"[As Christians] We hunt people for Jesus. We do. Hunt 'em down. Get the hound of Heaven after them, so we can get them in the Kingdom. Right? That's what we do! That's our business!"

Isn't that a Simpson's quote?
posted by Sailormom at 10:12 AM on May 4, 2009


Just to answer n.i.p.'s question about why some folks do it in BDUs:

I once worked with a missionary overseas in an extremely challenging, security-sensitive part of the world. Even among missionary circles, the guy was insufferably self-entitled and culturally unaware. He was the stereotypical "loud, obnoxious American" and I hated being around him because he was a walking insult to just about everyone we met.

After a few years in his role, struggling to make things work and failing, he left the missions agency and joined the Army as a Chaplain. At least that way, he didn't have to be covert about his intentions or pretend to be interested in the local culture, etc.
posted by darkstar at 10:13 AM on May 4, 2009


"Stupid is the new Black".
posted by sporb at 10:26 AM on May 4, 2009


Force Ministries
posted by Blazecock Pileon at 9:55 AM on May 4


q: what is the difference between a fundamentalist american christian in camouflage with a rifle and a fundamentalist saudi muslim with explosives taped his his torso

a: what is the difference between a wasp and a bee
posted by Optimus Chyme at 10:33 AM on May 4, 2009 [4 favorites]


Change "bee" to "hornet" and you might have something. Bees make honey.
posted by Burhanistan at 10:34 AM on May 4, 2009 [2 favorites]


One small reason amongst of the many I do not go abroad is that I have always imagined myself meeting people from other countries, then having to smile sheepishly, duck my shoulders, and apologize for being American. "Sorry about that whole 'thing' we did five years ago." I imagined a large book, with a section for each country, e.g., "Chapter 203: Things For Which Americans in Uzbekistan Might Want to Apologize While They Are In-Country (Or At Least Tactfully Avoid Mentioning)."

I think I might just try lying and saying that I'm Canadian. Otherwise, as the above trend continues, that book might have to be broken up into volumes, perhaps one for each continent or region. Maybe a Kindle edition, so we wouldn't have to carry around such a weight.
posted by adipocere at 10:39 AM on May 4, 2009 [5 favorites]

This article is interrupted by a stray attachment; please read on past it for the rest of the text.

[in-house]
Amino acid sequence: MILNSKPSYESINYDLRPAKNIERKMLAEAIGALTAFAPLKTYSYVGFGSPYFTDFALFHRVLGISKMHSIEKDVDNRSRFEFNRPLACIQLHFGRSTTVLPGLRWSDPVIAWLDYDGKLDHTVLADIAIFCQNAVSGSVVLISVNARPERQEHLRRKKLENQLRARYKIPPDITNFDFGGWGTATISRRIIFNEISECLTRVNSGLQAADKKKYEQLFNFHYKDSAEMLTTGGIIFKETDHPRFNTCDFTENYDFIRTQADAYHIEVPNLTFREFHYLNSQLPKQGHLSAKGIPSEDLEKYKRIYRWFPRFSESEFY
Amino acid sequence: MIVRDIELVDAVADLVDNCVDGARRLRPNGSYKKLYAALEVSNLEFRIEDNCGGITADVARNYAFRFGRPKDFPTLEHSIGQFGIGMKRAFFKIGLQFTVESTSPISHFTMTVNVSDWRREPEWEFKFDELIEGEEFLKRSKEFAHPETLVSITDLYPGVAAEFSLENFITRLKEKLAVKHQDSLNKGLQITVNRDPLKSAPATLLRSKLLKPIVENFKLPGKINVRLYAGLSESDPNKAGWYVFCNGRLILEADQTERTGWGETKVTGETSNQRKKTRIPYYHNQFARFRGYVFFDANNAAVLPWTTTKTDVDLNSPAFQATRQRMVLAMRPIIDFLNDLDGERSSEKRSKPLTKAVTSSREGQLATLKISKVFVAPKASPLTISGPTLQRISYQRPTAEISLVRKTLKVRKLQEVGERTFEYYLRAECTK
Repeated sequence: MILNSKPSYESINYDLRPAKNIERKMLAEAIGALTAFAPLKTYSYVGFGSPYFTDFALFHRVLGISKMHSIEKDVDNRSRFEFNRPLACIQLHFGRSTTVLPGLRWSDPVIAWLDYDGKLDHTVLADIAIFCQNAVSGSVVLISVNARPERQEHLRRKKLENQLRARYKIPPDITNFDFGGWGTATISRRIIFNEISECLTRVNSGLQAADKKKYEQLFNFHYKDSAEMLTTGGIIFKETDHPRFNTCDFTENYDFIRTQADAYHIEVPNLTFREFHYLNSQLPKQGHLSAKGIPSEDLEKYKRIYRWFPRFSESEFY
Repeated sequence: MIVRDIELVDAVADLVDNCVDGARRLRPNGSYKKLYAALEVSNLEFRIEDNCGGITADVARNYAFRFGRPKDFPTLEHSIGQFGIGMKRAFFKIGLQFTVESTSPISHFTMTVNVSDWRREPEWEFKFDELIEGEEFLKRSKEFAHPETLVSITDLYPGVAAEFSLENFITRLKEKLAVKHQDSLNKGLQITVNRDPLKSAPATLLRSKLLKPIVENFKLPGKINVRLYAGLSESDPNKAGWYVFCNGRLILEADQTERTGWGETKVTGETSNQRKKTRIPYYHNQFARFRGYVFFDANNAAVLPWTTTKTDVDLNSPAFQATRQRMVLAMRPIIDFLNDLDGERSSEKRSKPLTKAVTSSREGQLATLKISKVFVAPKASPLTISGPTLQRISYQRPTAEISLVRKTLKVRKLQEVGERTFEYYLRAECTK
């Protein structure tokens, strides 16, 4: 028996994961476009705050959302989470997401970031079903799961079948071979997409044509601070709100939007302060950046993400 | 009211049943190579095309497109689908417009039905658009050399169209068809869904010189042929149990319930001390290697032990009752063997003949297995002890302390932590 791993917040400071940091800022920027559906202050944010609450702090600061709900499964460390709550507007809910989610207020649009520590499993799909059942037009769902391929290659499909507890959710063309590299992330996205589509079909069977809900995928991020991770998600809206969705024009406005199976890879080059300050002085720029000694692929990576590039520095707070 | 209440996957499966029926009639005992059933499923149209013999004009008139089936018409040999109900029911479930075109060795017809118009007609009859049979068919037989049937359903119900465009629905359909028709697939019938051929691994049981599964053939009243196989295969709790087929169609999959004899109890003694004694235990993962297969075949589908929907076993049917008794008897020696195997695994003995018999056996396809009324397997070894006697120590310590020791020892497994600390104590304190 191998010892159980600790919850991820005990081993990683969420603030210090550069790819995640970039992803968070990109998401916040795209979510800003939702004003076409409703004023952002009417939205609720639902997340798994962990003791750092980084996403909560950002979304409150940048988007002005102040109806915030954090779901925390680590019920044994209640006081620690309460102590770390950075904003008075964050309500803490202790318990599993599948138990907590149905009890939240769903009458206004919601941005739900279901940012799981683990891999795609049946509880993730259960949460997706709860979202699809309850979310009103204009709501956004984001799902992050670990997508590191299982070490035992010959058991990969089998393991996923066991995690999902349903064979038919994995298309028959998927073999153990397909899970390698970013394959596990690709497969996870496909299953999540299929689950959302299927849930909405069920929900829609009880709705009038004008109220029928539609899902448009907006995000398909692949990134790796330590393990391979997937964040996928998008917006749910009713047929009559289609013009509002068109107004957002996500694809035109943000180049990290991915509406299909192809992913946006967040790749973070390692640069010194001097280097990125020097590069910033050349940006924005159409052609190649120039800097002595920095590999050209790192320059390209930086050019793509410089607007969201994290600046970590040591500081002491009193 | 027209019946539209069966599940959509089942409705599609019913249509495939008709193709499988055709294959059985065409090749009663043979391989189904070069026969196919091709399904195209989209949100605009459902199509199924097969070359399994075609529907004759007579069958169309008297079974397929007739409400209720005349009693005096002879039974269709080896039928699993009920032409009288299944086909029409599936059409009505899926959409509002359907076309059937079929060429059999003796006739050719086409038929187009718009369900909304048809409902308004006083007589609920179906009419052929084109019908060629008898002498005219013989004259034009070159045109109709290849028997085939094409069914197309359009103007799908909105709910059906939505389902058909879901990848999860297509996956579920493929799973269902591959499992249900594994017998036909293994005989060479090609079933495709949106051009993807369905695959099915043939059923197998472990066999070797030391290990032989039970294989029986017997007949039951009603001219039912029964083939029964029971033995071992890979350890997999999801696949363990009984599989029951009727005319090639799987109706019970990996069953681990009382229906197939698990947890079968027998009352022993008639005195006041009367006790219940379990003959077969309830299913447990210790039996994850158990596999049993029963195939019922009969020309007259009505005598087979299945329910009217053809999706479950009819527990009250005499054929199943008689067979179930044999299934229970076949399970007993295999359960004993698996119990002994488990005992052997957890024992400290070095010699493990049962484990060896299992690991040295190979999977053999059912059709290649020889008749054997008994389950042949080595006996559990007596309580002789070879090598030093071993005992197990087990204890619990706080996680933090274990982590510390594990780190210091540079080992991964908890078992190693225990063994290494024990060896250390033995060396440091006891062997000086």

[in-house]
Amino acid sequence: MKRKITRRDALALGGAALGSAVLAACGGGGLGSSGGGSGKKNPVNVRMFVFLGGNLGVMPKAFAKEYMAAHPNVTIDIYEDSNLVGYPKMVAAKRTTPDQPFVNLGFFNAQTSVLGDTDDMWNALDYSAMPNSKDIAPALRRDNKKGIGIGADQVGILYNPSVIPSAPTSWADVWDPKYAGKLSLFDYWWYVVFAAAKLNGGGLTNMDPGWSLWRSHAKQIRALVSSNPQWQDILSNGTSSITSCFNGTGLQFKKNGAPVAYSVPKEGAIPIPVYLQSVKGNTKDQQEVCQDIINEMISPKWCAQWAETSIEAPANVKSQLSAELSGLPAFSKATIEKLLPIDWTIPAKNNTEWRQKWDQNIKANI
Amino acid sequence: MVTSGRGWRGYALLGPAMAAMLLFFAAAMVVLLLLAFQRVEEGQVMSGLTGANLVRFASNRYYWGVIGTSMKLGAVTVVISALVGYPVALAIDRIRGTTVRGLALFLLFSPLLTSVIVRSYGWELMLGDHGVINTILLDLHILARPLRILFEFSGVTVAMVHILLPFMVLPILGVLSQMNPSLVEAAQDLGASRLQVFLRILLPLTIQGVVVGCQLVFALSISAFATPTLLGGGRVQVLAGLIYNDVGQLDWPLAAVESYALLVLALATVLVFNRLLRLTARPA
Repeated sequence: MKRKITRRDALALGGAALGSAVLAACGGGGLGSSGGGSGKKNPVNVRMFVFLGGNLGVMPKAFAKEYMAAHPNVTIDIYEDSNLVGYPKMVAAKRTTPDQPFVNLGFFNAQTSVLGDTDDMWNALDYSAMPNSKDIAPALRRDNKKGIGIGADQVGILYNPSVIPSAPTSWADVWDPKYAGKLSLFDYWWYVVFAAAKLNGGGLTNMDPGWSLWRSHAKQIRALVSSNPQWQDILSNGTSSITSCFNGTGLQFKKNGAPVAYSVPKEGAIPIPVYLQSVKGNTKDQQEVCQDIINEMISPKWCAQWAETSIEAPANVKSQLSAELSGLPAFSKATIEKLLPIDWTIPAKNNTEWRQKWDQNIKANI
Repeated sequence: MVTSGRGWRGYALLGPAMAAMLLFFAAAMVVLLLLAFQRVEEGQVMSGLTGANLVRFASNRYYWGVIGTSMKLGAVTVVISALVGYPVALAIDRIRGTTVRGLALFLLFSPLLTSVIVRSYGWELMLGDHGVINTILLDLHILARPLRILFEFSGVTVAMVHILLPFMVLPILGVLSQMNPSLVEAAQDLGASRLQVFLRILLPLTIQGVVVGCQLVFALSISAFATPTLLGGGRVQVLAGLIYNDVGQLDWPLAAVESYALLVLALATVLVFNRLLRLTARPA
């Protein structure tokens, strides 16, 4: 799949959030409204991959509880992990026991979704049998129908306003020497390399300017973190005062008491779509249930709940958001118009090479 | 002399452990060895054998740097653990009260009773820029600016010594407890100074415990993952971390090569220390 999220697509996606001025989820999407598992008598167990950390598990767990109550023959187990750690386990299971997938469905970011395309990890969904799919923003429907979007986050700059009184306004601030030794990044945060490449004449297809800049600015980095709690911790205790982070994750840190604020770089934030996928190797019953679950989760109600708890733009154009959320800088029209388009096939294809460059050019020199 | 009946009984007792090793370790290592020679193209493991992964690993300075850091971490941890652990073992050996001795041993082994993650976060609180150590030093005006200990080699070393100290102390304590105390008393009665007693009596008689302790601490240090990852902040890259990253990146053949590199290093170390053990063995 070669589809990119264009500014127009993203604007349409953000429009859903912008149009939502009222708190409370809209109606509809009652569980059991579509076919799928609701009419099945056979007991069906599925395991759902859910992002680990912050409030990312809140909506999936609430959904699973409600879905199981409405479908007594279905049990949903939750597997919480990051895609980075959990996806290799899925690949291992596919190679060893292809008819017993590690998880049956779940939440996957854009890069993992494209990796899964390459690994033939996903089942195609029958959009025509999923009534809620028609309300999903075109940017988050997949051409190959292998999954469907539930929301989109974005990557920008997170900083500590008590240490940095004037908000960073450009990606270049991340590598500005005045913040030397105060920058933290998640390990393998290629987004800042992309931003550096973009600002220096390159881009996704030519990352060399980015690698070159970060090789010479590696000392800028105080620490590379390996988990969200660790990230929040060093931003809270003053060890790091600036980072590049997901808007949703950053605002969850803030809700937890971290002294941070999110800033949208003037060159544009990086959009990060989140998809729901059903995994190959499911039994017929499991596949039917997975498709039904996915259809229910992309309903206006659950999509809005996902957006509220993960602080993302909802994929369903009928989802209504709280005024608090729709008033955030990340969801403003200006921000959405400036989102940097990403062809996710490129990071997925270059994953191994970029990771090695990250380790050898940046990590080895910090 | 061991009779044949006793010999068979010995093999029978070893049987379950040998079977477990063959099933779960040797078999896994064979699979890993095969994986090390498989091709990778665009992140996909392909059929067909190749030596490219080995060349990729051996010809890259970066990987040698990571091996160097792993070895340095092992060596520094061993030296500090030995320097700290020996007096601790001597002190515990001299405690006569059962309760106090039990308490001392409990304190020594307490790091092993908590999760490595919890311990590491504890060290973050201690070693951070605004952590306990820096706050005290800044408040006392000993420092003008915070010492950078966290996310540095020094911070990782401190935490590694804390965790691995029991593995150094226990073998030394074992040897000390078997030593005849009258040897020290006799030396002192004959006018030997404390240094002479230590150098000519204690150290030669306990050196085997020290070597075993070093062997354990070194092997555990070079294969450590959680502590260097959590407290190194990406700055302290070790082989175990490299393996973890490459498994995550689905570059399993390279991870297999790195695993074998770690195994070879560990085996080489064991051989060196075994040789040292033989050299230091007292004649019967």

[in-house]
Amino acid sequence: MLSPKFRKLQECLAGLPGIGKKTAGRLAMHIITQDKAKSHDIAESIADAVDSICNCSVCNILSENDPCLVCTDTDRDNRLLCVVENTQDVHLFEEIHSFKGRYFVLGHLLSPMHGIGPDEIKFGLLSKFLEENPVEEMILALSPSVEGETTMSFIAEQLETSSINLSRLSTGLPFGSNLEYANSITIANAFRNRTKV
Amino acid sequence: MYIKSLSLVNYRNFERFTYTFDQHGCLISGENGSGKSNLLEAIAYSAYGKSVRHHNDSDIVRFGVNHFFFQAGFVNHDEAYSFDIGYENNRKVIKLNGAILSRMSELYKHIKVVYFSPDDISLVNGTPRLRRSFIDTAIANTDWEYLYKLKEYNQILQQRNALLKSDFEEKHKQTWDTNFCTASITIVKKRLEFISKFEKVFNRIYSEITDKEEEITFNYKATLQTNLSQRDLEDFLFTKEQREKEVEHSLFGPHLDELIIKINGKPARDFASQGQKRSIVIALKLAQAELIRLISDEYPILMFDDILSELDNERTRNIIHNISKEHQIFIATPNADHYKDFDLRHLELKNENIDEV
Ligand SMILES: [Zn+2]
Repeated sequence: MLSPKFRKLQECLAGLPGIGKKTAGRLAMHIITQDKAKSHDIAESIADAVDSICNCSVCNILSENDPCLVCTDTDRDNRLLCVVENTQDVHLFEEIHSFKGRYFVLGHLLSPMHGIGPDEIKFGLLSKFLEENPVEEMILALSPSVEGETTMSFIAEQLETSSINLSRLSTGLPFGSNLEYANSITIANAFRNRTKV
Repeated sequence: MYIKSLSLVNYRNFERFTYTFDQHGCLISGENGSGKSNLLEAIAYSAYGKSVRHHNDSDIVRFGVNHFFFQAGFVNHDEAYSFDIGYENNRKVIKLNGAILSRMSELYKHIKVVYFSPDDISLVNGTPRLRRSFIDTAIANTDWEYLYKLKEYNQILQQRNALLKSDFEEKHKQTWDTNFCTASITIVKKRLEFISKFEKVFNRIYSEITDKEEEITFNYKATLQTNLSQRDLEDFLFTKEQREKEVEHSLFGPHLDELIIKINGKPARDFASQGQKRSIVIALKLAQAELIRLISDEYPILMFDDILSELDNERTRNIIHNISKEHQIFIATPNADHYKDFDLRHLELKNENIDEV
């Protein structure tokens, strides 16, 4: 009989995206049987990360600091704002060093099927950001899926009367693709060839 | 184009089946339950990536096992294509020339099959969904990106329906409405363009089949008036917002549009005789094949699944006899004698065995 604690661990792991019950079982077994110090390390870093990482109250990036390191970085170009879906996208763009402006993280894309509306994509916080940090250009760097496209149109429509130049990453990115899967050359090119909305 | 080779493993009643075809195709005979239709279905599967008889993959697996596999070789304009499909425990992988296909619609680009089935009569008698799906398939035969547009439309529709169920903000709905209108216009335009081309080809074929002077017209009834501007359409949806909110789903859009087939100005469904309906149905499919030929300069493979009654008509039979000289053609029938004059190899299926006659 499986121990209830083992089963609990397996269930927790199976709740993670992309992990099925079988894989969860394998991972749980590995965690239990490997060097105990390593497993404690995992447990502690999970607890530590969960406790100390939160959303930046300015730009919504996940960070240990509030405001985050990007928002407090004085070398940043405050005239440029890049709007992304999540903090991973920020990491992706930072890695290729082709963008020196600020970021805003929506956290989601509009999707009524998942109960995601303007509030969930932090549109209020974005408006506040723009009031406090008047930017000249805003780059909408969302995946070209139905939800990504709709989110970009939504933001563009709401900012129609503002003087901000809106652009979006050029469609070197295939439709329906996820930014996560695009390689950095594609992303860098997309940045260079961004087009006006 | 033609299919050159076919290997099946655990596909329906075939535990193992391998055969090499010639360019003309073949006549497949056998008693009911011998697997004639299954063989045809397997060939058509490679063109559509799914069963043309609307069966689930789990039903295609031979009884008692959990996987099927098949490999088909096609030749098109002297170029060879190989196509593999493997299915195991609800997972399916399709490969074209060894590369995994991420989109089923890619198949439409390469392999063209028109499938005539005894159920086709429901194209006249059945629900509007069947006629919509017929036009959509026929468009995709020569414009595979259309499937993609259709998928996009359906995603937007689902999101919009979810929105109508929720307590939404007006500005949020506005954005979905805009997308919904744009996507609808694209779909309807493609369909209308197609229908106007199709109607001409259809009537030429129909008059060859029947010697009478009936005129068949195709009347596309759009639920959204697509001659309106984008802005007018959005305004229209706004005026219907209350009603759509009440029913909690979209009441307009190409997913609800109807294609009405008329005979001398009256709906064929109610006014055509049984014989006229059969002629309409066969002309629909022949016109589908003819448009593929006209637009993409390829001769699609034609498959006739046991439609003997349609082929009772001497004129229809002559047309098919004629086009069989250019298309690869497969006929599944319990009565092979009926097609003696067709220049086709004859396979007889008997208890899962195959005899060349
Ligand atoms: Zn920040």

what is the difference between a fundamentalist american christian in camouflage with a rifle and a fundamentalist saudi muslim with explosives taped his his torso

One of them is loudly and explicitly supported by his government and supported by a vast industry and many fellow soldiers?
posted by DU at 10:42 AM on May 4, 2009 [2 favorites]


LOL they keep their bibles on the floor.

They must have misheard that Drowning Pool song the troops like so much.
posted by total warfare frown at 10:44 AM on May 4, 2009 [3 favorites]


These guys need a court-martial. They are setting our mission there back so that they may engage in their own private mission. Not with my tax dollars.
posted by Ironmouth at 10:45 AM on May 4, 2009 [17 favorites]


Yay! 105th Airborne Crusaders!
posted by hippybear at 10:52 AM on May 4, 2009 [1 favorite]


I noticed the bibles on the floor, too. It seems to me the combination of cultural insensitivity and the dangers of being off-mission make this more than just a political issue, but a tactical one.
posted by elwoodwiles at 10:56 AM on May 4, 2009


There's a good, wide-ranging article about this stuff in the current issue of Harper's. "Jesus killed Mohammed: The crusade for a Christian military." It is very concerning.

You can read that entire article here. Time well spent, and I agree with thebergfather, a development that's very troubling.
posted by longdaysjourney at 10:57 AM on May 4, 2009 [2 favorites]


Yay! 105th Airborne Crusaders!
posted by hippybear at 1:52 PM on May 4 [+] [!]


what in gods name is wrong with that website? the matrix appears to be crashing